While it's been said humans have nothing to fear but fear itself, it turns out there are a lot of things in our DNA that dictate what we fear. Why are certain things scary? Some things are scary because they bring us back to negative memories, while others are scary because of the physical response they illicit in our bodies. And while some phobias are downright weird, there are lots of things that are instinctively scary to humans, and for good reason. Fear is a pivotal component to everyday survival, engrained in us from our long lost ancestors. Some of these fears turn to full-blown phobias.
But there's no denying there are universally scary things in nature. Some scientists have suggested fears are passed down through DNA, meaning there are certain things we are born to fear.
A fear of heights is triggered when your inner ear feels an exaggerated gravitational pull and tells your other senses about it, alerting your body of the distance that exists between you and the ground. If said distance exceeds 30 feet or so, your body goes into panic mode as the eyes send visual signals to the brain.
The fear of heights is fascinating because while our body is wired to experience a shift in gravitational pull, we don't develop this fear at birth. A study conducted by scientists from the University of California, Berkley and Doshisha University in Kyoto managed to pinpoint the exact stage of development when this fear initially surfaces. According to them, this fear is developed after a baby begins to learn locomotor skills such as crawling or scooting. People only learn to be scared of heights when they begin to get a perception of space and movement.
Ancient human beings were tree dwelling mammals who all too often became food for vicious snakes. Since the beginning of time, we've been afraid of snakes. Because of that, our eyes evolved to see colors more vividly - not so we could take beautiful rainbow pictures and post them on Instagram, but rather to avoid our snake predators.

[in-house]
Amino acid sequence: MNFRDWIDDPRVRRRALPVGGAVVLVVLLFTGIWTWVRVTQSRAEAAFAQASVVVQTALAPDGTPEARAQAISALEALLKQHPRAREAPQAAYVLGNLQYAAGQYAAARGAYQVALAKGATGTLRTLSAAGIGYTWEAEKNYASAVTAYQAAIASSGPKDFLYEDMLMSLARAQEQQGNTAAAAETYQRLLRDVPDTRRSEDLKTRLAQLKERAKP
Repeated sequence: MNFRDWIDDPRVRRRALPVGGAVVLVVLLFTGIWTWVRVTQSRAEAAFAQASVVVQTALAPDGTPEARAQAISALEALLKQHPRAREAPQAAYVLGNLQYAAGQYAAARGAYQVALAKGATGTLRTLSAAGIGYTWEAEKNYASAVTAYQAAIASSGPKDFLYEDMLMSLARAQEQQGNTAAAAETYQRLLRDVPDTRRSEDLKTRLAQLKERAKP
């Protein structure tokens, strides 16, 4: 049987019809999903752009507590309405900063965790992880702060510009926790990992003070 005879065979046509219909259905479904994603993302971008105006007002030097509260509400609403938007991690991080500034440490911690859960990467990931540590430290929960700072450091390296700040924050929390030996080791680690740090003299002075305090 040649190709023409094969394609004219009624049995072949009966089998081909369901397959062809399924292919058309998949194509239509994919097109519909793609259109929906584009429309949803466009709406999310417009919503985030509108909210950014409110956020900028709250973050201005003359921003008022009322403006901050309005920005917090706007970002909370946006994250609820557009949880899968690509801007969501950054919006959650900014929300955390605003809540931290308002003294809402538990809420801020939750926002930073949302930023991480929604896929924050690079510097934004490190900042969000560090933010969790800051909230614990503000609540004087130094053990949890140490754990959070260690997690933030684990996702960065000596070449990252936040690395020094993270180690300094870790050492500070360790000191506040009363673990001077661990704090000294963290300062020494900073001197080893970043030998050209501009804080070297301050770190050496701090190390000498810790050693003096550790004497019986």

To prove this, a 2011 study showed children can find snakes faster than they can find flowers. In fact, it is our neural fear module that signals this ability. It's like having a built in snake alarm.
The fear of spiders is another built into our DNA thanks to our ancestors. Spiders posed a much bigger threat to humans in ancient times. Even a non-venomous bite could be lethal. Archeology suggests the ability to recognize and fear spiders resulted in more surviving offspring for our ancestors. Arachnophobia, or the fear of spiders, is often interlinked with the fear of snakes.
What's more interesting is that this fear disproportionately affects women. Female babies (some as young as just 11 months) are already four times more likely to fear spiders when compared to boy babies of the same age. This is likely due to the fact that during our hunter-gatherer days, if a woman were bit by a spider, her offspring would likely die without her. At a time when men were warriors and women were caretakers, a spider posed a much bigger threat to women and their children.
Do you find yourself avoiding eye contact with that overly friendly passenger on the train? You might just be following an ancient instinct. Even infants instinctively look away when a pair of eyes they don't recognize looks at them.
There's a reason we call the eyes the windows to the soul - they communicate a lot to other people. A pair of eyes emoting fear or sadness can trigger someone who sees them to react. When your brain picks up on emotive eyes - especially negative ones - it rapidly reacts to the possibility of danger by releasing a flood of aggressive hormones. Similarly, if we see someone looking at us, our brain is also triggered. Called scopophobia, the fear of being watched is an anxiety disorder that was first observed in 400 BCE. Humans are instinctively trying to evaluate other animals, including people. The idea of being watched can initiate fear, and affects women at a higher rate than men.
Staring comes instinctively as well. Staring contests in the wild establish dominance, and humans are still reflexively trained to do this to other humans.